Thanks to K7AZT, W8TK and friends who sponsored me for CWOps as well as the many that have taught me over the years.
My first introduction to Morse code was at age 8 when I built a telegraph with electromagnets that pulled down a tin plate when a home made switch connected the current from a pair of dry cells. A transistor radio kit followed and I was pretty much hooked on radio when my grandfather gave me a pair of walkie talkies. By age 11 I had acquired many better models and had the whole neighborhood experimenting with “range tests.” My older cousin took notice and introduced me to ham radio and Morse code lessons.
Around that time my Dad switched careers to become an international shortwave broadcaster at Voice of America. As a journalist he knew little of hanging antennas or electromagnetic theory, yet his enthusiasm for radio was infectious. He bought our first Shortwave radio and often took me along on assignments where his engineering colleagues, many of them hams, patiently answered my questions and let me “help”.
Improving antennas to better receive programs through my grandparent’s Hallicrafters short wave tube radio filled my summers and honed my love for radio and electronics. Besides math and physics, I took Radio TV servicing in High School.
While studying Electrical Engineering with an emphasis on Advanced Microwave Techniques, I was fortunate to intern with the Army’s Radar Simulation and Instrumentation Laboratory. There I attended my first Field Day and, with the encouragement of Elmers, finally passed the Morse code test and earned my amateur radio ticket.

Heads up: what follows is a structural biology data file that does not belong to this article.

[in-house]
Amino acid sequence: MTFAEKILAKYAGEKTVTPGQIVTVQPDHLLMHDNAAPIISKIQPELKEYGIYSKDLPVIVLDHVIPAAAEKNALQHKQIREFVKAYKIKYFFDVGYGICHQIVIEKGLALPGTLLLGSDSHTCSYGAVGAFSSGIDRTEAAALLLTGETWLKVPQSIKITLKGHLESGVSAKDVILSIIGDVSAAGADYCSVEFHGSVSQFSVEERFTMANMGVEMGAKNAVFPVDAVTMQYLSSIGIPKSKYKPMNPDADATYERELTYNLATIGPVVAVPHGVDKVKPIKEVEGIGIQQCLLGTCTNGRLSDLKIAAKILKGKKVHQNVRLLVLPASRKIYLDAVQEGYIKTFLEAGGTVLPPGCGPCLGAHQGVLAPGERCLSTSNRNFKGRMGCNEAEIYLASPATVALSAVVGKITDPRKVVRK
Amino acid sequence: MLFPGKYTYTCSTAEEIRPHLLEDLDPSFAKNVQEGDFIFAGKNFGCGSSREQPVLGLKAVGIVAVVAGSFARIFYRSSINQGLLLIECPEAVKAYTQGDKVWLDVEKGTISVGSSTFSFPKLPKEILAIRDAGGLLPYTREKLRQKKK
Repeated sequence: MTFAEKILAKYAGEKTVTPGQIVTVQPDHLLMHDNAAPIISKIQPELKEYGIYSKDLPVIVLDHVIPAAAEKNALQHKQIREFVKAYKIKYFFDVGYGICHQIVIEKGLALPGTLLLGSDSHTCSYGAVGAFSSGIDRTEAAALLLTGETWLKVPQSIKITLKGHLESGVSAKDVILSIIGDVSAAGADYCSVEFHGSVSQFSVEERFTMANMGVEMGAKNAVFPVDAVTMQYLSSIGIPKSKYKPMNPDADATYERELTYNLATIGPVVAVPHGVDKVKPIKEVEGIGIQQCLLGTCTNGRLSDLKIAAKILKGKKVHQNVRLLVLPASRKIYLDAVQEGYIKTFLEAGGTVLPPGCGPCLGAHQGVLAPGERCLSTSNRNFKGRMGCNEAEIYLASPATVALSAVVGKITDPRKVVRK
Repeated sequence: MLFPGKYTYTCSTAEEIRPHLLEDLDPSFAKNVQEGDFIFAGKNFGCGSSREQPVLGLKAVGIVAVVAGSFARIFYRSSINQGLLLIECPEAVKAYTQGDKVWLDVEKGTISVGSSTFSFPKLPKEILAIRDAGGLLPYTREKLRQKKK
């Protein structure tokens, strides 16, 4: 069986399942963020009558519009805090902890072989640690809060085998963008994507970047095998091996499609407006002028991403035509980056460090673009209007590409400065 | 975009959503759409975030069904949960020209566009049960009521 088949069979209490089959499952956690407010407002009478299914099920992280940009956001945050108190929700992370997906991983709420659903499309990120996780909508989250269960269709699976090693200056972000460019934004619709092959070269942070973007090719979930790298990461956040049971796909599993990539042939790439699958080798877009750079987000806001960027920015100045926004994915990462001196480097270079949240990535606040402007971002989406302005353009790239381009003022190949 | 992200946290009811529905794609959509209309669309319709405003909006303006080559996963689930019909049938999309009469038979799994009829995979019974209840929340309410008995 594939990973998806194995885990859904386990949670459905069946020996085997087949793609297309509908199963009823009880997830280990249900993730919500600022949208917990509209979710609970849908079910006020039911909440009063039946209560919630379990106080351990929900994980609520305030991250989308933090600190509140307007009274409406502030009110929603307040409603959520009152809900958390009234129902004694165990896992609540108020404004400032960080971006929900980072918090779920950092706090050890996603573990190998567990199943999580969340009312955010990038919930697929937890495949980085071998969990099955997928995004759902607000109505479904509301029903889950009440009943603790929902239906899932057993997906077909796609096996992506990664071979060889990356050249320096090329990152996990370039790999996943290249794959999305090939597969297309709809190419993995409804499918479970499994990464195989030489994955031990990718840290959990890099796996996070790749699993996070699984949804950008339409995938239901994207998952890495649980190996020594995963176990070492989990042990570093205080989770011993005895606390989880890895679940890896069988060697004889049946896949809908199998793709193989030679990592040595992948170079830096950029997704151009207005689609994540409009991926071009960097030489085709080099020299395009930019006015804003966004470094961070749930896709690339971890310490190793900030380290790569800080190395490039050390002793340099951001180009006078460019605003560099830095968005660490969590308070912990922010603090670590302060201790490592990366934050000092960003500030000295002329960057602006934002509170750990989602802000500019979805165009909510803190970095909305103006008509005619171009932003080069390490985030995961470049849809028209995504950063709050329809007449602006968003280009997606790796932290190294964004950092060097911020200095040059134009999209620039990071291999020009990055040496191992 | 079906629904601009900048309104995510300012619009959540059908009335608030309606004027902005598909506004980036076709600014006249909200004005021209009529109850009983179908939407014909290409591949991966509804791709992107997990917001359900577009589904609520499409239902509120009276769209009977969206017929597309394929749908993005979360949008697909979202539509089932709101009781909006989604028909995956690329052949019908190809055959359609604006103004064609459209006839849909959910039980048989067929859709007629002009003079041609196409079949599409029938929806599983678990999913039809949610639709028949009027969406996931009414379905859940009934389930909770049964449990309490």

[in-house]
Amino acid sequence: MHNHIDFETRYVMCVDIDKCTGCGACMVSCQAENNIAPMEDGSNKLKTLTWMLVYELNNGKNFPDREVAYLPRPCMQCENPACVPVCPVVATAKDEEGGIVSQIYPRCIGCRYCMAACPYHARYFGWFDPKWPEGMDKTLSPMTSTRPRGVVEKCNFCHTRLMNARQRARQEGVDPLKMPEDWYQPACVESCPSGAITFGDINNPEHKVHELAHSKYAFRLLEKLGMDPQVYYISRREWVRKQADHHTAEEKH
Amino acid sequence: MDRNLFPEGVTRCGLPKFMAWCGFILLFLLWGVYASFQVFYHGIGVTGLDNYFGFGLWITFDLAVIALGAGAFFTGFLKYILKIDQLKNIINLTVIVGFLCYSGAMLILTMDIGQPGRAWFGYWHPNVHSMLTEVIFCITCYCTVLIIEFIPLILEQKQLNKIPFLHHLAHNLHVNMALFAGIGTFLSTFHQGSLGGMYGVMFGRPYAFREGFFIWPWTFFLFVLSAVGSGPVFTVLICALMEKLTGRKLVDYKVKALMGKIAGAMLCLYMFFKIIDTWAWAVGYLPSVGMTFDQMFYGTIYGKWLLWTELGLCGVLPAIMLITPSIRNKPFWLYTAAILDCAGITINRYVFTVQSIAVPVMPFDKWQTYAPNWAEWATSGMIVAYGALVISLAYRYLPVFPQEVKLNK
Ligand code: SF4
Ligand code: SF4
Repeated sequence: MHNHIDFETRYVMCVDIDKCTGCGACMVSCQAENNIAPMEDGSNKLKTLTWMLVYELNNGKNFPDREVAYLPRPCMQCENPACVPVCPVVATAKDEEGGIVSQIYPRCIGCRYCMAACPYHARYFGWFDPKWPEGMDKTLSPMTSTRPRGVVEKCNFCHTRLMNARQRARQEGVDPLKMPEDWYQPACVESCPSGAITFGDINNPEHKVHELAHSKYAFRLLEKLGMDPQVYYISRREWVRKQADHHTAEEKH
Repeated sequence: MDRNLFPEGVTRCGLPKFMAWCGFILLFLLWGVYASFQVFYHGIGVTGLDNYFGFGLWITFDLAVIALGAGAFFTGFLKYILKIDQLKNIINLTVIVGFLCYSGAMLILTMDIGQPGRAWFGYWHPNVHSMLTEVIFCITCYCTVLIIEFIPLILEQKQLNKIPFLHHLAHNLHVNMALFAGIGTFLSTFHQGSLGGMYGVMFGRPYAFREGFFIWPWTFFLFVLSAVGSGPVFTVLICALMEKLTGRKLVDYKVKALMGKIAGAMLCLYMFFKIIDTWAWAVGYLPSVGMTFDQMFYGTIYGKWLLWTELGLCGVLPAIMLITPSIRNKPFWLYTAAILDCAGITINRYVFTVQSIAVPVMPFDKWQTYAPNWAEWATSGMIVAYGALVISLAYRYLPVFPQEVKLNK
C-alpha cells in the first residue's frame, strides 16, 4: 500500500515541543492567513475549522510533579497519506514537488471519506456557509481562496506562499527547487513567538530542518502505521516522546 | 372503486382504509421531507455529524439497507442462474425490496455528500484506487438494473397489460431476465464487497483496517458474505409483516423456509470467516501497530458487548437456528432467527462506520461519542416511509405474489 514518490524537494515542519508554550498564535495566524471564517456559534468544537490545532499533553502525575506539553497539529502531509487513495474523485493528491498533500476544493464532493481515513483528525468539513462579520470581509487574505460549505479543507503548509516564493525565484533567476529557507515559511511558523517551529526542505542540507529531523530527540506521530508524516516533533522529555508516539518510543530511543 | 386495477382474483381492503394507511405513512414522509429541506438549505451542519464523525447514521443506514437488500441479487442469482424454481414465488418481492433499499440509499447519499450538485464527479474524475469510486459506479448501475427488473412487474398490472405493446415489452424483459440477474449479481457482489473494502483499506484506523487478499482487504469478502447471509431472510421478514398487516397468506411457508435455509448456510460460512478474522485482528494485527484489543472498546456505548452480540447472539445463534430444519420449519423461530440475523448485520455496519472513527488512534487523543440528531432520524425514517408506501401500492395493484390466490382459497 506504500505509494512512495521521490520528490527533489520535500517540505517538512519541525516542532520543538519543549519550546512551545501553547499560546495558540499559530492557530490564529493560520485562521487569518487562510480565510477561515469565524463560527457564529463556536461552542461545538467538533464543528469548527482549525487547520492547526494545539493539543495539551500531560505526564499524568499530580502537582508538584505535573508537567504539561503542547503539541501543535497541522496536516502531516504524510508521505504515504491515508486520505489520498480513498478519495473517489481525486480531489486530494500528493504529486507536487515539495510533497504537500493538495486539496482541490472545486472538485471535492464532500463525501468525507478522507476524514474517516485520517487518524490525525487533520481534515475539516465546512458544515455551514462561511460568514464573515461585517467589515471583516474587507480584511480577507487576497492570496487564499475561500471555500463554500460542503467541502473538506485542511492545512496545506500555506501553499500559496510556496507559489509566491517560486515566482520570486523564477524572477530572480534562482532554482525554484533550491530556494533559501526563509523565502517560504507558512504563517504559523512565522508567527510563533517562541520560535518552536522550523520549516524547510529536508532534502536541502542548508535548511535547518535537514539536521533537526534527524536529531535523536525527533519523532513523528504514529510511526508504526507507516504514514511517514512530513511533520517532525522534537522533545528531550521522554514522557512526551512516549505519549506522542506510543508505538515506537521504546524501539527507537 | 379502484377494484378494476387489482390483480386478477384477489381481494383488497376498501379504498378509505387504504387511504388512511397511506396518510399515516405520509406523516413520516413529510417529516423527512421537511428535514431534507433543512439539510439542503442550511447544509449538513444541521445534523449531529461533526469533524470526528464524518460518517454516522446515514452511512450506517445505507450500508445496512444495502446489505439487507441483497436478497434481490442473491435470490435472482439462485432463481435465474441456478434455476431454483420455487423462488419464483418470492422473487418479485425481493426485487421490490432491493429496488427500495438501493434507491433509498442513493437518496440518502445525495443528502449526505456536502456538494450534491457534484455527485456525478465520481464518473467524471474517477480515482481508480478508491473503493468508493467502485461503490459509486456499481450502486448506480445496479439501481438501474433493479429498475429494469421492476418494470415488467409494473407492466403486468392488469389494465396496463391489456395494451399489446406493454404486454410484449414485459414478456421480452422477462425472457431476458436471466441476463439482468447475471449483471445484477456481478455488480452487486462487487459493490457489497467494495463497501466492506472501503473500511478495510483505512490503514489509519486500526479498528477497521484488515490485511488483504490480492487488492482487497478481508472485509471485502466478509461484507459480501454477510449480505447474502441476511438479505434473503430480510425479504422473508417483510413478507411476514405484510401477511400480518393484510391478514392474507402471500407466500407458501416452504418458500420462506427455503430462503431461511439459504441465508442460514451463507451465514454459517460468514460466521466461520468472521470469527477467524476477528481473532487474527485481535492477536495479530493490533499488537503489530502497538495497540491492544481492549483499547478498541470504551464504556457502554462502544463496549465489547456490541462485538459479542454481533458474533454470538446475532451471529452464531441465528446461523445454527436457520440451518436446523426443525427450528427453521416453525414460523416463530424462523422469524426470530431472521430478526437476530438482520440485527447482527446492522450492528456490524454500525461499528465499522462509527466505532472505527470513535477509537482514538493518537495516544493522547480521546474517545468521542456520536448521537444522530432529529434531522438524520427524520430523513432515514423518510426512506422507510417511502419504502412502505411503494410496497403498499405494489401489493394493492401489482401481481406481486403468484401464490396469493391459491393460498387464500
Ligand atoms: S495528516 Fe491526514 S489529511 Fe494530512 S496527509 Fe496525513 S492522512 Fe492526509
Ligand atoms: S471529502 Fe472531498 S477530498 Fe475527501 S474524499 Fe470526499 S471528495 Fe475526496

With my work in RF design, I’ve been fortunate to make my hobby also my career. My colleagues and I (many of them hams) developed the world’s first FAA certified WAAS GPS capable of guiding air planes to within 200 feet of the ground. Using GPS, we pioneered Automatic Dependent Surveillance Broadcast (ADS-B), which has made aviation safer and was awarded the Collier trophy in 2007.
My friends and family joke that little has changed since I was a kid, except for the price of the radios. While my HAM activity has ebbed and flowed over the years, in 2007 I got re-bit by the bug, after my XYL encouraged me to get back into the hobby by threatening to throw away the tribander that was hogging up space in the garage. Shortly thereafter she surprised me for Valentine’s Day by getting her ticket. Many of our young friends followed suit and we’ve enjoyed combining a variety of outdoor activities such as skiing, camping, hiking and biking with radio. One of our favorites is Summits on the Air (SOTA) using CW. During our first activation, when a little boy asked “what is that man doing”, the father replied “he’s like R2D2 talking to C3PO!” Based on the kid’s reaction, CW made his day!
I am very honored to be a part of the CW Ops community and look forward to participating in many contests and CWTs.This biography is what appeared in Solid Copy when the member joined CWops.